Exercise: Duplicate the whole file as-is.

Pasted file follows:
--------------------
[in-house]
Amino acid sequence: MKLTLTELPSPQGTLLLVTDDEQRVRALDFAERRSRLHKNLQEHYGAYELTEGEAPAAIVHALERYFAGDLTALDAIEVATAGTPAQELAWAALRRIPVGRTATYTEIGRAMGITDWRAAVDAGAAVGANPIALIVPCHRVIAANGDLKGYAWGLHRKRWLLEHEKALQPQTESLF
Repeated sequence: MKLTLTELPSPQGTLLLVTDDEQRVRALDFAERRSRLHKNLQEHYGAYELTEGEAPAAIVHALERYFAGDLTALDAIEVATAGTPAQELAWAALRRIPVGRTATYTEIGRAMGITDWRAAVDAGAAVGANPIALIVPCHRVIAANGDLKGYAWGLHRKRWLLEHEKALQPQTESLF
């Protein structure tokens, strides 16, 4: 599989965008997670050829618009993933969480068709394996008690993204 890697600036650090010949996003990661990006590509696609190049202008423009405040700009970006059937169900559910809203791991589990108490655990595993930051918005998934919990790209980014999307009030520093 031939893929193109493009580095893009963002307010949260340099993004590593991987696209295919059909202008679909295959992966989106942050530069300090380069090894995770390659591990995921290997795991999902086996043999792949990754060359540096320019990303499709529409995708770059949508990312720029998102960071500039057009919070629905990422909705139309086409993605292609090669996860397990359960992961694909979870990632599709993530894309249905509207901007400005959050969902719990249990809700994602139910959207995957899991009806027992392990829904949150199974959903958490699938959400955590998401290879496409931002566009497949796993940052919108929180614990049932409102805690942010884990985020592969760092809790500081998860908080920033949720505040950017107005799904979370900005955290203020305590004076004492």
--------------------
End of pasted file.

[in-house]
Amino acid sequence: MKLTLTELPSPQGTLLLVTDDEQRVRALDFAERRSRLHKNLQEHYGAYELTEGEAPAAIVHALERYFAGDLTALDAIEVATAGTPAQELAWAALRRIPVGRTATYTEIGRAMGITDWRAAVDAGAAVGANPIALIVPCHRVIAANGDLKGYAWGLHRKRWLLEHEKALQPQTESLF
Repeated sequence: MKLTLTELPSPQGTLLLVTDDEQRVRALDFAERRSRLHKNLQEHYGAYELTEGEAPAAIVHALERYFAGDLTALDAIEVATAGTPAQELAWAALRRIPVGRTATYTEIGRAMGITDWRAAVDAGAAVGANPIALIVPCHRVIAANGDLKGYAWGLHRKRWLLEHEKALQPQTESLF
């Protein structure tokens, strides 16, 4: 599989965008997670050829618009993933969480068709394996008690993204 890697600036650090010949996003990661990006590509696609190049202008423009405040700009970006059937169900559910809203791991589990108490655990595993930051918005998934919990790209980014999307009030520093 031939893929193109493009580095893009963002307010949260340099993004590593991987696209295919059909202008679909295959992966989106942050530069300090380069090894995770390659591990995921290997795991999902086996043999792949990754060359540096320019990303499709529409995708770059949508990312720029998102960071500039057009919070629905990422909705139309086409993605292609090669996860397990359960992961694909979870990632599709993530894309249905509207901007400005959050969902719990249990809700994602139910959207995957899991009806027992392990829904949150199974959903958490699938959400955590998401290879496409931002566009497949796993940052919108929180614990049932409102805690942010884990985020592969760092809790500081998860908080920033949720505040950017107005799904979370900005955290203020305590004076004492």